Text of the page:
∗On the morning of day 2 we gathered at the ski resort Pra Loup, there I met Jerom Grilhot also riding for Team Type 1, but he is a board member.  He shared with me the incredible strains that Diabetic athletes put themselves through to compete.  He said something very poignant, “for me the pain stops when I get off my bike and lie on my bed, for these guys (athletes with diabetes) it is never ending”

∗Seeing my son Scott at the top of Col d’Izoard on stage 2 as he and my brother had travelled across to spend some time on their bikes in the mountains and cheer me on.  Scott took this shot as I made it to the summit.

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∗On day 5, which was the queen stage I had just summited the Col de Madeleine and taken a break to refuel and get ready for the last segment of the day.  As I restarted on the descent, I was on my own with this amazing descent opening up ahead of me with Mont Blanc in full view.  An exceptional moment on the bike

∗Similarly on Day 6 climbing up the last climb of the day on the awesome Col de Joux Plane. We had passed the early ramp and as the road snaked up the mountain there was a moment where the sun was shining beautifully with absolutely no wind, perfect silence with only the sound of my drivetrain moving along.  For a moment everything was perfect.  Ironically within just one km I also had one of my lows of the race as Joux Plane ramped up to double digits but then I was rewarded with a switchback looking over the Mont Blanc Massiv that brought back the beauty of this magnificent climb.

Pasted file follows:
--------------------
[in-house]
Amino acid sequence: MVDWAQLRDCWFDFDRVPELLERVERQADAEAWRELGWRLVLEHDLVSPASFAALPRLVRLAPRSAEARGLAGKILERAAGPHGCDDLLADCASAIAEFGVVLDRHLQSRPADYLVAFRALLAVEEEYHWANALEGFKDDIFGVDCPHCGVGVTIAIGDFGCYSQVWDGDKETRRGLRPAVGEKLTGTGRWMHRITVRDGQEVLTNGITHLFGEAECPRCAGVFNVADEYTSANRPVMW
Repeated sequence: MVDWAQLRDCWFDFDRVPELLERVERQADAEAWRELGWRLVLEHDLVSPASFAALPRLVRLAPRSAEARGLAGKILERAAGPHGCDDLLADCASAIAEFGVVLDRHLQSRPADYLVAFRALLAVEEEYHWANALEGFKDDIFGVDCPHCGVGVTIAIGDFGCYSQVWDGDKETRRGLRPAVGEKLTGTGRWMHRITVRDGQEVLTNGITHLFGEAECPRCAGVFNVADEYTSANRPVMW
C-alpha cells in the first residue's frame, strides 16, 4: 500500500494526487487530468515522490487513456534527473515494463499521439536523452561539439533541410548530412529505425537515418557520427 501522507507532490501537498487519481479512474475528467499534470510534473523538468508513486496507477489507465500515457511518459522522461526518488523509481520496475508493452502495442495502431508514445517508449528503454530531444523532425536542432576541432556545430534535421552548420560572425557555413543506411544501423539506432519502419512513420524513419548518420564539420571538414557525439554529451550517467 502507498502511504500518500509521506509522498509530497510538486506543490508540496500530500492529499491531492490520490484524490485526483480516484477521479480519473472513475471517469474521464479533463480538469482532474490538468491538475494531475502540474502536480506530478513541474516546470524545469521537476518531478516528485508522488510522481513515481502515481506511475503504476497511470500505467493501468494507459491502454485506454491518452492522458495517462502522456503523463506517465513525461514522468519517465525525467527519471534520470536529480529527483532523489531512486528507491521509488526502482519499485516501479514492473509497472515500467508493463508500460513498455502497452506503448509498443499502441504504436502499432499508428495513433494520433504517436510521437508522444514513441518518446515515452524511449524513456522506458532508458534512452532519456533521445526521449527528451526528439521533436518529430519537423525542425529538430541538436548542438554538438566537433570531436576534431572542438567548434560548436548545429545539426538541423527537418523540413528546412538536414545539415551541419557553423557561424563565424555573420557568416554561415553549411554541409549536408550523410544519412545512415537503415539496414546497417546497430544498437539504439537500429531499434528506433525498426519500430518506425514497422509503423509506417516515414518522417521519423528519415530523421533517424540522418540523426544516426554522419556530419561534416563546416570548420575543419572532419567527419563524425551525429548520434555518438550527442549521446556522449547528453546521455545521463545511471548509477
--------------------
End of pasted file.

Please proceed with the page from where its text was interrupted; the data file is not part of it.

∗Finishing the time trial on Alpe d’Huez (stage 4), completing it in my best time ever and finishing with friends at the top.

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ouch! that hurt
The finish... being congratulated by my brother Chris (in the shot below) and my son Scott (behind the camera).

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The Haute Route for me would not have been possible without the incredible support of my wife Lisa and my family.   They allowed me the time to train and get ride fit and where there cheering me on all the way.
A huge shout out and thank you to the all of the riders, support crews, Police, mechanics, volunteers that made the week happen but especially to Joe, Manuel, Monika, Lukas, Joe, Greg, Sean, Gernot, Ian, Chris and Scott who rode at various times with me and made the days fantastic.

Posted by Mark Gilmour on Monday, August 28, 2017

Stage Summary Videos from Haute Route

Stage 1 Nice to Pra Loup  (You see me in the group 45secs in)

Stage 2 Pra Loup to Col d’Granon (My shoes & socks make an appearance at the beginning of the video)

Stage 3 Serre Chevalier to Alpe d’Huez

Stage 4 Alpe d’Huez Time Trial

Stage 5 The Queen Stage – Alpe d’Huez to Megeve.  (look out for Scott mixing it up with the leaders at 20secs in)

& Stage 6 Megeve to Morzine.

The final Video.

10,000miles completed…

Why 10,000 miles?   Back in January 2016 when I decided I would ride the Haute Route this August, I knew I needed an intermediate goal to keep me focused.  Initially I decided to ride 10,000km by the end of 2016, I reached that goal and went on to cover just over 11,000km.  So with 7 months before the start of the event, I decided to add another 5000km which would make it 10,000miles.   So here we are, with just a couple of weeks to go until the big event, the cumulative counter has just ticked over 16,000km or 10,000miles.